Lead: Geoffrey Probert Geoffrey.Probert@bevills.co.uk
Facilitator: Fiona Wells email@example.com
Group members: 26
Length of agreement: self administered, perspective 25 years+
Area of group (hectares): c8,000
The cluster farms ‘Constable Country’ on the Essex Suffolk border. The footprint of the cluster (deliberately) matches the Dedham Vale AONB immortalised in the paintings of John Constable and Thomas Gainsborough.
The Cluster area follows the River Stour upstream from the mouth of the estuary at the eastern end to Bures at its western extent. This is an agricultural landscape with a mix of arable, pasture and woodland. The Assington Brook and Rivers Box and Brett flow south into the Stour.
It is a famously beautiful piece of East Anglia.
To combine and integrate productive agriculture with landscape scale enhancement of biodiversity and resource protection.
Throughout the project area there are cross cutting themes that the group will work together on e.g. inter farm corridors, renovation of ponds, a mosaic of scrub, the East Anglian mink eradication programme (to help water vole & kingfishers), expansion of the range of native black poplar & other projects.
- Stour and Orwell Estuaries Ramsar Site & Special Protection Area (SPA) (part);
- Cattawade Marshes Site of Special Scientific Interest (SSSI) (part);
- Arger Fen SSSI;
- Arger Fen & Tiger Hill Local Nature Reserves;
- Seven Scheduled Monuments;
- One Registered Park;
- A numerous and rich diversity of Listed Buildings contribute to the sense of place for this AONB.
Priority Habitats: Natural England’s Priority Habitat Inventory for this area includes ancient semi natural woodland, plantation woodland on ancient sites and secondary woodlands; wood pasture and parkland (across six or more un-registered parks); floodplain grazing marsh; hedgerows and traditional orchards.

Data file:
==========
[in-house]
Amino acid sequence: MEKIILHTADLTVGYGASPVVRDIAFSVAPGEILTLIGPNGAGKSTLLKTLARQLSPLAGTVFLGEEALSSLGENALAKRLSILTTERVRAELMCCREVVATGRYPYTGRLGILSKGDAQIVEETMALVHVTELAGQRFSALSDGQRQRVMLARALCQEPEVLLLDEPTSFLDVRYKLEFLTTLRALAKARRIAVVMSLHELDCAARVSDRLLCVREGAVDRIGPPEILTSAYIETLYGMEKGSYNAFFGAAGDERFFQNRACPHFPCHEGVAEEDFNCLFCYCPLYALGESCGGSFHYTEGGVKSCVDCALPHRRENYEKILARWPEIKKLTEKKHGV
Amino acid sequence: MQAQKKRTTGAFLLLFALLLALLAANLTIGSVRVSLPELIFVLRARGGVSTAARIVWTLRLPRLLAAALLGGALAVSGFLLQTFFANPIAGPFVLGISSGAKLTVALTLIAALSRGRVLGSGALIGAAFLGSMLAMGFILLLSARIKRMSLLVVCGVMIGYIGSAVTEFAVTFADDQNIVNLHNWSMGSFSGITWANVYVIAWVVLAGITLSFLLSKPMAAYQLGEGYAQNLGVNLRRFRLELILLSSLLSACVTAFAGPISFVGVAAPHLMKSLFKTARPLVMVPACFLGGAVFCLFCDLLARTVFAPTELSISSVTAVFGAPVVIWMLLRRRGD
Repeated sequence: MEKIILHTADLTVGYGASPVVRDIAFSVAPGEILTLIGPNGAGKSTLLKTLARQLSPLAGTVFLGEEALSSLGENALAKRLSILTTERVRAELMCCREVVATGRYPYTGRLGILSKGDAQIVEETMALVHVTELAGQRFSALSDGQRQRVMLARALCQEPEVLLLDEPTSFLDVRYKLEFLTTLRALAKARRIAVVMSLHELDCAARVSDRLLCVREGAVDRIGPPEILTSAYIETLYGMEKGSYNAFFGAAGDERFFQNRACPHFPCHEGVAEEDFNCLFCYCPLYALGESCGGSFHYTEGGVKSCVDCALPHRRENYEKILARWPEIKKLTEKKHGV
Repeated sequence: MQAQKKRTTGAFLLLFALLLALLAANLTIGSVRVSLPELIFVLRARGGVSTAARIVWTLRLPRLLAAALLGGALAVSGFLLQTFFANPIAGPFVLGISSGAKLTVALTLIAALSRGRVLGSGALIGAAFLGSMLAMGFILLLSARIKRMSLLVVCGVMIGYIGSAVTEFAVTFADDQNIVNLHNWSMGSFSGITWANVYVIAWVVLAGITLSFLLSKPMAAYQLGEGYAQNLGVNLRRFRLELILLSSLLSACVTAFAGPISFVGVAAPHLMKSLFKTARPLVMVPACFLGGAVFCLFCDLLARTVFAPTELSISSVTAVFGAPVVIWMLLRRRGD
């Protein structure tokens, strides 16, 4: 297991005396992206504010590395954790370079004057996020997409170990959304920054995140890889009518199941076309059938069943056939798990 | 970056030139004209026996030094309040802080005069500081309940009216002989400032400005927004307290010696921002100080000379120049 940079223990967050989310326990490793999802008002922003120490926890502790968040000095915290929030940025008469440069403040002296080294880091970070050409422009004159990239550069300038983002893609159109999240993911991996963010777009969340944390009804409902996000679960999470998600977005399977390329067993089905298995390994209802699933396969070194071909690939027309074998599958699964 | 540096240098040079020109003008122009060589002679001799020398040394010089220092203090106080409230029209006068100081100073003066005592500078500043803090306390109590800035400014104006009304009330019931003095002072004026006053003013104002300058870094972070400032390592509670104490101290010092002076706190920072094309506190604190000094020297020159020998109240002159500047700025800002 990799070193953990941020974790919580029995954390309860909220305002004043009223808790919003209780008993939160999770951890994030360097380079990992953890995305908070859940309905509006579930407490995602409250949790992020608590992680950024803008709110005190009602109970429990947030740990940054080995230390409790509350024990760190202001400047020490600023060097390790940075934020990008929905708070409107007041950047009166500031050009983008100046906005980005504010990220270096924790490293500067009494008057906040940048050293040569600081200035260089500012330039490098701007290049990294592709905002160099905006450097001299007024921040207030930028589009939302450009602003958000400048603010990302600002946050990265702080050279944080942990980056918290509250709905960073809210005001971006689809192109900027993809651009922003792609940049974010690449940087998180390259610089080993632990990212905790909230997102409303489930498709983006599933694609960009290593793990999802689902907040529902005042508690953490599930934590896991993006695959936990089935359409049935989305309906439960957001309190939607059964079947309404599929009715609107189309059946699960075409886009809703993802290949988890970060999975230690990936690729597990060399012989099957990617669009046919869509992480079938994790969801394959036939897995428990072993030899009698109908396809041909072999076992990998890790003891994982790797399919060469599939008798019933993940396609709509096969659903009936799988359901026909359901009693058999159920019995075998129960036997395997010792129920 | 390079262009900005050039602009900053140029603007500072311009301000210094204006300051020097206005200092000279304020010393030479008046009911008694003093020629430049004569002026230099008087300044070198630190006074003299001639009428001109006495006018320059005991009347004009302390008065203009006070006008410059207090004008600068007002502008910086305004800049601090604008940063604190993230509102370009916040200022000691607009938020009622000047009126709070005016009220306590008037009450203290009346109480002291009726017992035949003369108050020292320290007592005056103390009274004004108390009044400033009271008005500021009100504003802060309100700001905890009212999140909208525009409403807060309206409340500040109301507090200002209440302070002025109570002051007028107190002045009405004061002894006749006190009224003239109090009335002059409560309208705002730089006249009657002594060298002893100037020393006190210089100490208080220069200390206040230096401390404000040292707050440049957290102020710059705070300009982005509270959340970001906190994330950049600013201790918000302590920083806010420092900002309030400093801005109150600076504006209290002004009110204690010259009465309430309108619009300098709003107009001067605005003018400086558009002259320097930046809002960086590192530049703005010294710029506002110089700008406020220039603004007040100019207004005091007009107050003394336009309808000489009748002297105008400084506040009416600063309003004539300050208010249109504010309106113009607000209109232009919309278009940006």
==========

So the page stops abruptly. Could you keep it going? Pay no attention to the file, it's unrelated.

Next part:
The cluster has additionally identified veteran trees, farmland ponds and arable field margins amongst their priorities.
Priority Species: lapwing; barn owl; grey partridge; swift; yellow wagtail; hedgehog; water vole; dormouse, pollinating insects; dung beetles and black poplar.
Water Quality: under the Water Framework Directive, the Environment Agency & Natural England list the Stour & Brett river catchments as ‘at risk’ drinking water safeguard zones. The River Box catchment is identified by EA and NE as a high priority area for addressing surface water pesticides, phosphates and sediment issues. The Facilitator will make recommendations on a farm by farm basis in relation to these priorities.
Soil Health: the Cluster recognises the role of soil health in productivity for both agriculture and biodiversity. The Facilitator will make recommendations on a farm by farm basis to enhance the sustainability and resilience of their soils.
Historic Environment: ·The Cluster area encompasses numerous designated sites included on the National Heritage List for England, including above and below ground archaeological sites; and a rich heritage of listed buildings such as the National Trust ‘s Flatford Mill and many Suffolk ‘Wool’ Churches; also a number of important historic houses. Water meadows, parkland & traditional farm buildings are integral to the AONB landscape. There are many additional sites of archaeological importance recorded on the county Historic Environment Record.
Landscape: The cluster area lies within the wider South Suffolk and North Essex Clayland National Character Area (NCA no. 86). Key characteristic of this NCA are scattered woodlands on valley slopes and high ground, many connected by historically important, sinuous hedgerows that also frame narrow lanes; hedgerow trees are important features. Valley meadows and grassland on poorer, free draining soils occur throughout the cluster area contributing to a rich field pattern. Cricket bat willows (salix alba caerulea) – which were first recorded in Suffolk in 1780 – are an important crop throughout the river valleys.